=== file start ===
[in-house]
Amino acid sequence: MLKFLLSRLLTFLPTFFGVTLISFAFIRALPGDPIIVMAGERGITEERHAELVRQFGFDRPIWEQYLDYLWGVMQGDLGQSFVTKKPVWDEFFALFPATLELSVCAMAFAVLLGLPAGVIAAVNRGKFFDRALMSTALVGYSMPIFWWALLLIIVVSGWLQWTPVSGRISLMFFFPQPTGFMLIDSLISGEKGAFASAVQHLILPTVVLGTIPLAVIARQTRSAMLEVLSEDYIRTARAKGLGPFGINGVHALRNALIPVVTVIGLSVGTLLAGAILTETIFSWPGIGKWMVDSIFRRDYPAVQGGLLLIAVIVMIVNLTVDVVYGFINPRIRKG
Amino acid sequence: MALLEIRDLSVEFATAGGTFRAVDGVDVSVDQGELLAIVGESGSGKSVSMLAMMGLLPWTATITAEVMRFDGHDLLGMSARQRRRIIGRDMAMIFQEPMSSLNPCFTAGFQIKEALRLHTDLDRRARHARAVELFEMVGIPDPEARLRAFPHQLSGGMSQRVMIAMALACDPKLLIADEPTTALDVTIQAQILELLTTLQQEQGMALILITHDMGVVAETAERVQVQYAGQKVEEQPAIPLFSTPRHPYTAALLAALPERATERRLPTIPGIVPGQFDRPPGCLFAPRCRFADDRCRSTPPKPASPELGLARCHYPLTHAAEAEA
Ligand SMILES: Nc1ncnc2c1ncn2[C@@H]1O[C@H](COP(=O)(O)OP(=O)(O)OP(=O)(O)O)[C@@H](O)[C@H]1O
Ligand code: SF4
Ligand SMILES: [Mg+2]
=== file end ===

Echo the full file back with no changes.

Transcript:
[in-house]
Amino acid sequence: MLKFLLSRLLTFLPTFFGVTLISFAFIRALPGDPIIVMAGERGITEERHAELVRQFGFDRPIWEQYLDYLWGVMQGDLGQSFVTKKPVWDEFFALFPATLELSVCAMAFAVLLGLPAGVIAAVNRGKFFDRALMSTALVGYSMPIFWWALLLIIVVSGWLQWTPVSGRISLMFFFPQPTGFMLIDSLISGEKGAFASAVQHLILPTVVLGTIPLAVIARQTRSAMLEVLSEDYIRTARAKGLGPFGINGVHALRNALIPVVTVIGLSVGTLLAGAILTETIFSWPGIGKWMVDSIFRRDYPAVQGGLLLIAVIVMIVNLTVDVVYGFINPRIRKG
Amino acid sequence: MALLEIRDLSVEFATAGGTFRAVDGVDVSVDQGELLAIVGESGSGKSVSMLAMMGLLPWTATITAEVMRFDGHDLLGMSARQRRRIIGRDMAMIFQEPMSSLNPCFTAGFQIKEALRLHTDLDRRARHARAVELFEMVGIPDPEARLRAFPHQLSGGMSQRVMIAMALACDPKLLIADEPTTALDVTIQAQILELLTTLQQEQGMALILITHDMGVVAETAERVQVQYAGQKVEEQPAIPLFSTPRHPYTAALLAALPERATERRLPTIPGIVPGQFDRPPGCLFAPRCRFADDRCRSTPPKPASPELGLARCHYPLTHAAEAEA
Ligand SMILES: Nc1ncnc2c1ncn2[C@@H]1O[C@H](COP(=O)(O)OP(=O)(O)OP(=O)(O)O)[C@@H](O)[C@H]1O
Ligand code: SF4
Ligand SMILES: [Mg+2]